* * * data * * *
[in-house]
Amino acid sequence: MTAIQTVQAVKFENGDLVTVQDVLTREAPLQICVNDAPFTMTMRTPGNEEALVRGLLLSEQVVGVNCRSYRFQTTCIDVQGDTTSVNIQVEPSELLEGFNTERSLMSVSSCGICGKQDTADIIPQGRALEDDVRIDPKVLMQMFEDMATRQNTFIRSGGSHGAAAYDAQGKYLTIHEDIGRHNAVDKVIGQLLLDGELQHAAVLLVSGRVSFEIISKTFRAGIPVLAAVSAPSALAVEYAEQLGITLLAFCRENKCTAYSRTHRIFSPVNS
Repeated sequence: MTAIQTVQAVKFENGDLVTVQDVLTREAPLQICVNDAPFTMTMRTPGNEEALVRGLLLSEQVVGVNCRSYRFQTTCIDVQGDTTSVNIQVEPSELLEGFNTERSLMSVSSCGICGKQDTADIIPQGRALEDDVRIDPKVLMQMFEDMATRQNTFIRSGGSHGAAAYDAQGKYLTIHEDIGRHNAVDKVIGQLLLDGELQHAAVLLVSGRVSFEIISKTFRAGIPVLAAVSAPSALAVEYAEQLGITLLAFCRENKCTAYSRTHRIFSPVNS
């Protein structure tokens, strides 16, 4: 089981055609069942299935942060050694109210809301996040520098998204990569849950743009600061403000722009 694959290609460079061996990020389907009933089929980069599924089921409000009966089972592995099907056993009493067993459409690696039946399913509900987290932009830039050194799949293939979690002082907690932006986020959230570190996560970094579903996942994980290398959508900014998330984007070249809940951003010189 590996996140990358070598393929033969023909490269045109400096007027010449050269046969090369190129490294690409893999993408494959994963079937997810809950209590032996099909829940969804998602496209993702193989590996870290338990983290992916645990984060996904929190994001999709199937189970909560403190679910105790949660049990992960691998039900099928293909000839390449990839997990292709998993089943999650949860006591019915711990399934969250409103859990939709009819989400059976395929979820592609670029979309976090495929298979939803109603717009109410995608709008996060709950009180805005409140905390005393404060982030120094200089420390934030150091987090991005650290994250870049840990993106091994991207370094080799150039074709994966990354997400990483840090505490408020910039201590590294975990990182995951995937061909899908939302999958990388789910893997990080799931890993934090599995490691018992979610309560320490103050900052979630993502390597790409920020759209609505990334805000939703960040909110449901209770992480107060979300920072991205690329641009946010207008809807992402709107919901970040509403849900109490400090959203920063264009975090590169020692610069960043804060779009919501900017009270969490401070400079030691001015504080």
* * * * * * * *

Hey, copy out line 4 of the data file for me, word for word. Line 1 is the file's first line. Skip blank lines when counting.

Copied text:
């Protein structure tokens, strides 16, 4: 089981055609069942299935942060050694109210809301996040520098998204990569849950743009600061403000722009 694959290609460079061996990020389907009933089929980069599924089921409000009966089972592995099907056993009493067993459409690696039946399913509900987290932009830039050194799949293939979690002082907690932006986020959230570190996560970094579903996942994980290398959508900014998330984007070249809940951003010189 590996996140990358070598393929033969023909490269045109400096007027010449050269046969090369190129490294690409893999993408494959994963079937997810809950209590032996099909829940969804998602496209993702193989590996870290338990983290992916645990984060996904929190994001999709199937189970909560403190679910105790949660049990992960691998039900099928293909000839390449990839997990292709998993089943999650949860006591019915711990399934969250409103859990939709009819989400059976395929979820592609670029979309976090495929298979939803109603717009109410995608709008996060709950009180805005409140905390005393404060982030120094200089420390934030150091987090991005650290994250870049840990993106091994991207370094080799150039074709994966990354997400990483840090505490408020910039201590590294975990990182995951995937061909899908939302999958990388789910893997990080799931890993934090599995490691018992979610309560320490103050900052979630993502390597790409920020759209609505990334805000939703960040909110449901209770992480107060979300920072991205690329641009946010207008809807992402709107919901970040509403849900109490400090959203920063264009975090590169020692610069960043804060779009919501900017009270969490401070400079030691001015504080």